• Springfield, Missouri – Jones Alley
  • Statesville, North Carolina – Garfield Street
  • Staunton, Virginia – West Johnson Street
  • St. Augustine, Florida – Washington Street
  • St. Joseph, Missouri – Messanie Street
  • St. Louis, Missouri – Easton Avenue (now MLK Drive)
  • St. Paul, Minnesota – Rondo Avenue
  • St. Petersburg, Florida – 22nd Street South from 2nd Avenue South to 18th Avenue South (nicknamed the Deuces)
  • Tacoma, Washington – K Street
  • Tallahassee, Florida – Macomb Street
  • Tampa, Florida – Central Avenue 

Source: hmdb.org

  • Thomasville, Georgia – West Jackson Street (nicknamed The Bottom)
  • Topeka, Kansas (2) – 400 block of Kansas Avenue and Huntoon Avenue 
  • Trenton, New Jersey – Spring Street
  • Tulsa, Oklahoma – Greenwood Avenue (nicknamed Black Wall Street and Deep Greenwood)
  • Tupelo, Mississippi – Green Street from Barnes to Spring Streets

Source: hmbd.com

  • Tyler, Texas –  North Palace Street [nicknamed the Cut(s)]
  • Waco, Texas – Bridge Street
  • Washington, DC (4) – U Street (nicknamed Black Broadway) in the Shaw neighborhood; 7th Street at T Street; 14th Street NW in the Columbia Heights neighborhood (see photo below); and Sheriff Road in the Deanwood neighborhood (see the second photo below)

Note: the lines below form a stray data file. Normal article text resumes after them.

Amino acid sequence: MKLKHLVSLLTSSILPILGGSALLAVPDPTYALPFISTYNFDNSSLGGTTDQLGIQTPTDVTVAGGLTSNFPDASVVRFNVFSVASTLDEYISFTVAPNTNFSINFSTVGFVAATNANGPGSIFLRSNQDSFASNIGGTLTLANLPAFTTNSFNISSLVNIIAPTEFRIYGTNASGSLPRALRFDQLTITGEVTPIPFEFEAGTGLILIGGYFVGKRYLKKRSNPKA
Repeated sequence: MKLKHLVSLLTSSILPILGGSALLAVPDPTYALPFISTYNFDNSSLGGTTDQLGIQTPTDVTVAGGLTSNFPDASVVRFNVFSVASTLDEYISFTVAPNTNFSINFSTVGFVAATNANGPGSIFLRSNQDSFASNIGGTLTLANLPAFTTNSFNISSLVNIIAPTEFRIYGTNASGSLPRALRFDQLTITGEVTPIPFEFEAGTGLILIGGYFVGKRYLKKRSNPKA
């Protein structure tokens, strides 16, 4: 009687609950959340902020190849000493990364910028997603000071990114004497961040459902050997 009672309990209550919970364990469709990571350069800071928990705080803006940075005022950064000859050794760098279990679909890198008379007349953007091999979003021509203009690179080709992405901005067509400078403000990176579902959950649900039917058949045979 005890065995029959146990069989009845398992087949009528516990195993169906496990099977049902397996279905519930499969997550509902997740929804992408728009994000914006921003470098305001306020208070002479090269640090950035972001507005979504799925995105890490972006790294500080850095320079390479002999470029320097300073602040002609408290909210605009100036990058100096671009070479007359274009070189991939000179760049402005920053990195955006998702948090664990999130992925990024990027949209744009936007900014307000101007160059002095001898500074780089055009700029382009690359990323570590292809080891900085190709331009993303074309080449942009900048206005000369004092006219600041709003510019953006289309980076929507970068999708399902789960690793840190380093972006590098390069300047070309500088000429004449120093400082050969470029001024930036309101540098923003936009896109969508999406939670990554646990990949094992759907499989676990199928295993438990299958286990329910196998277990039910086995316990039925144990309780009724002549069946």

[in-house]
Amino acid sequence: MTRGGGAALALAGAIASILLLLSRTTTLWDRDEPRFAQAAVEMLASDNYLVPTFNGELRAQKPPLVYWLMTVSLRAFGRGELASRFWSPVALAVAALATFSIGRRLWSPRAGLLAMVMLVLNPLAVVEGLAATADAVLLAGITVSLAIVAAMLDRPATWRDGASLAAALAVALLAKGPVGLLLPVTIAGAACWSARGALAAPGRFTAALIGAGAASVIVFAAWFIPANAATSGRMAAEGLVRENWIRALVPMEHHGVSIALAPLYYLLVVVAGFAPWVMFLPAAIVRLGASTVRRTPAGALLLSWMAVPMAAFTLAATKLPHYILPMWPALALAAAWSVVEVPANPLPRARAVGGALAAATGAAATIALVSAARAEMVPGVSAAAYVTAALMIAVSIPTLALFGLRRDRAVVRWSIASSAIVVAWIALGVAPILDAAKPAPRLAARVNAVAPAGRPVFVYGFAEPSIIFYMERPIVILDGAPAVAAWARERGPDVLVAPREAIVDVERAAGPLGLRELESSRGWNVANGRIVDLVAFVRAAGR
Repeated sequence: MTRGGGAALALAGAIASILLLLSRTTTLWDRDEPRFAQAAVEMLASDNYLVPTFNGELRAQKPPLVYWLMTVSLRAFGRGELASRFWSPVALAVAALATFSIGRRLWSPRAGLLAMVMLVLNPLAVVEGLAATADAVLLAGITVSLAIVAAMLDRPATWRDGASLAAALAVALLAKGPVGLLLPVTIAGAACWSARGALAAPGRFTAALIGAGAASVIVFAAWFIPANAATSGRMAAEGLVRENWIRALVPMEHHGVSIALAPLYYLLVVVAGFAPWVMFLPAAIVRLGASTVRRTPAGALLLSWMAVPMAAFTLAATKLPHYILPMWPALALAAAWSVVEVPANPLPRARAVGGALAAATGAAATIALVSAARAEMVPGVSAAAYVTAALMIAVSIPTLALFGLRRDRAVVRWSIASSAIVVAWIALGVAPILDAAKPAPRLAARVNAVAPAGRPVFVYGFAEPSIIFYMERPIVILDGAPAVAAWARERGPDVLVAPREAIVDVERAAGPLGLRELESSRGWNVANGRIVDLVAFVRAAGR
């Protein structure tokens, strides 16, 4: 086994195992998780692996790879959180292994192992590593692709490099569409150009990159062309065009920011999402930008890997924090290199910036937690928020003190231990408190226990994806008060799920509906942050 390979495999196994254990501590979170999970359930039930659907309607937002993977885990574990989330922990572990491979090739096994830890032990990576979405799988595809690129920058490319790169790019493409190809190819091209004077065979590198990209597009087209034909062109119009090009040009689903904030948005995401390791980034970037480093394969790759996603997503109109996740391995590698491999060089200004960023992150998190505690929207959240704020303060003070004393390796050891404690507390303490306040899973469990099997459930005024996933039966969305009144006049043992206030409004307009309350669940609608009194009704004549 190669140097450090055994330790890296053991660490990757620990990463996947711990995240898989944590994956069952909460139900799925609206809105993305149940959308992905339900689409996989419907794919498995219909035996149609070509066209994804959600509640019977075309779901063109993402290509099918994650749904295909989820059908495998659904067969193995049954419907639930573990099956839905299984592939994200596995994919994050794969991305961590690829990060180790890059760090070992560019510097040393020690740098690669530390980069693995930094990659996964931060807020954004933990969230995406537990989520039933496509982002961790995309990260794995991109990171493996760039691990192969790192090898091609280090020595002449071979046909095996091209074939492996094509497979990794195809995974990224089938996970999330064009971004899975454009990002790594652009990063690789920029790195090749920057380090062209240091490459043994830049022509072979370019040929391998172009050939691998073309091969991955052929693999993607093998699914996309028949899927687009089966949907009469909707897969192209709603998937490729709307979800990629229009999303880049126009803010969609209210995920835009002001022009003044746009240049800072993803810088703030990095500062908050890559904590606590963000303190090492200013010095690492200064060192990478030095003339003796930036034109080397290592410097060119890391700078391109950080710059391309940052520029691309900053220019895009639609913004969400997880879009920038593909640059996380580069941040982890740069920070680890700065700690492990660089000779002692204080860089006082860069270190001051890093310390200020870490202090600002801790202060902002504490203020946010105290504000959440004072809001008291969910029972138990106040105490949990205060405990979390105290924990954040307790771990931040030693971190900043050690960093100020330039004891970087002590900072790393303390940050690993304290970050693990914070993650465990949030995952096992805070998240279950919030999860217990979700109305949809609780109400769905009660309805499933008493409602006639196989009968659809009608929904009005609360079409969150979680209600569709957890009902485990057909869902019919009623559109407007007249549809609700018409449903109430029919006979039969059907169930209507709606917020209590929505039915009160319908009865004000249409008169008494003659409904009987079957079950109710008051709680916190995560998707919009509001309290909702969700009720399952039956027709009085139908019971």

14th Street -Source: hmdb.com

Sheriff Road – Source: hmdb.com

  • Waynesboro, Virginia – Port Republic Road
  • Wheeling, West Virginia – Chapline Street
  • Wichita, Kansas – 9th & Cleveland Streets
  • Wilmington, North Carolina – North Fourth Street
  • Wilson, North Carolina – East Nash Street from Railroad to Pender Street
  • Winston-Salem, North Carolina – Martin Luther King Drive
  • Wytheville, Virginia – East Franklin Street

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SOURCES:

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1 Response to Geography of America’s Historic Black Main Streets

  1. Lea says:

    Reblogged this on Something wild.

    Like